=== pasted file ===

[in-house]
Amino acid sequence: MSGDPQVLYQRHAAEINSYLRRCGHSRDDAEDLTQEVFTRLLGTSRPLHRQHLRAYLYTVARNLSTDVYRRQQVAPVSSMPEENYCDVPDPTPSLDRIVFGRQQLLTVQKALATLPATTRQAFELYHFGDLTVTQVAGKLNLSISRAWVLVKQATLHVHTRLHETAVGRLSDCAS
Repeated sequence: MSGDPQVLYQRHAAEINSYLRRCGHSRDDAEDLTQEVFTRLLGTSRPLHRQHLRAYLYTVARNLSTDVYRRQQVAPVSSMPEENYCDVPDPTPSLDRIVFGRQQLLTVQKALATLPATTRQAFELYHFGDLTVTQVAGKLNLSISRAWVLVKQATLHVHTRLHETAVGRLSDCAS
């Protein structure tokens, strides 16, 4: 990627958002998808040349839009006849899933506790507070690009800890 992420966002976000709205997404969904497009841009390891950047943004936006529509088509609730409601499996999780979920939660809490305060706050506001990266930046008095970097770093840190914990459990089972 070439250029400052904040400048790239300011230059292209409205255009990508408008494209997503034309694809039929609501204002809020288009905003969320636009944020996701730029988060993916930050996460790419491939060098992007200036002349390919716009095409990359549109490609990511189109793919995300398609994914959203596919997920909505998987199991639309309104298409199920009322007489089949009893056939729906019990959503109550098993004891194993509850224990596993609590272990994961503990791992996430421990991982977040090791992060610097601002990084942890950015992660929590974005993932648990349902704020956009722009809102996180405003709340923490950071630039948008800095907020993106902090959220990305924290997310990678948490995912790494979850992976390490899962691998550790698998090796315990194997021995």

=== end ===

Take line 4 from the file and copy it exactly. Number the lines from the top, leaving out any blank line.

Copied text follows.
């Protein structure tokens, strides 16, 4: 990627958002998808040349839009006849899933506790507070690009800890 992420966002976000709205997404969904497009841009390891950047943004936006529509088509609730409601499996999780979920939660809490305060706050506001990266930046008095970097770093840190914990459990089972 070439250029400052904040400048790239300011230059292209409205255009990508408008494209997503034309694809039929609501204002809020288009905003969320636009944020996701730029988060993916930050996460790419491939060098992007200036002349390919716009095409990359549109490609990511189109793919995300398609994914959203596919997920909505998987199991639309309104298409199920009322007489089949009893056939729906019990959503109550098993004891194993509850224990596993609590272990994961503990791992996430421990991982977040090791992060610097601002990084942890950015992660929590974005993932648990349902704020956009722009809102996180405003709340923490950071630039948008800095907020993106902090959220990305924290997310990678948490995912790494979850992976390490899962691998550790698998090796315990194997021995």